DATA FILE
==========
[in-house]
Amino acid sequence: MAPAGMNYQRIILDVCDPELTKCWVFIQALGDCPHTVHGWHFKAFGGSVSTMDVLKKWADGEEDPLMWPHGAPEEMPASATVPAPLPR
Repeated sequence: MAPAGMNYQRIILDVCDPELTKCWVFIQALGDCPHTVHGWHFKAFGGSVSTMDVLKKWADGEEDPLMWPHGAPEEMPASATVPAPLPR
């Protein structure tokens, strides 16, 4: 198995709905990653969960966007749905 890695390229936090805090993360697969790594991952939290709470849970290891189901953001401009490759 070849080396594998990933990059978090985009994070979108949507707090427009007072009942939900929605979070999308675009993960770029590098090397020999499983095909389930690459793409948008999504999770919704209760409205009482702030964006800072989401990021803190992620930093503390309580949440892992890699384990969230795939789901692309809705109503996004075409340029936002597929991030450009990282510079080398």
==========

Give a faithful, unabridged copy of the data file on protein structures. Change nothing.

[in-house]
Amino acid sequence: MAPAGMNYQRIILDVCDPELTKCWVFIQALGDCPHTVHGWHFKAFGGSVSTMDVLKKWADGEEDPLMWPHGAPEEMPASATVPAPLPR
Repeated sequence: MAPAGMNYQRIILDVCDPELTKCWVFIQALGDCPHTVHGWHFKAFGGSVSTMDVLKKWADGEEDPLMWPHGAPEEMPASATVPAPLPR
């Protein structure tokens, strides 16, 4: 198995709905990653969960966007749905 890695390229936090805090993360697969790594991952939290709470849970290891189901953001401009490759 070849080396594998990933990059978090985009994070979108949507707090427009007072009942939900929605979070999308675009993960770029590098090397020999499983095909389930690459793409948008999504999770919704209760409205009482702030964006800072989401990021803190992620930093503390309580949440892992890699384990969230795939789901692309809705109503996004075409340029936002597929991030450009990282510079080398």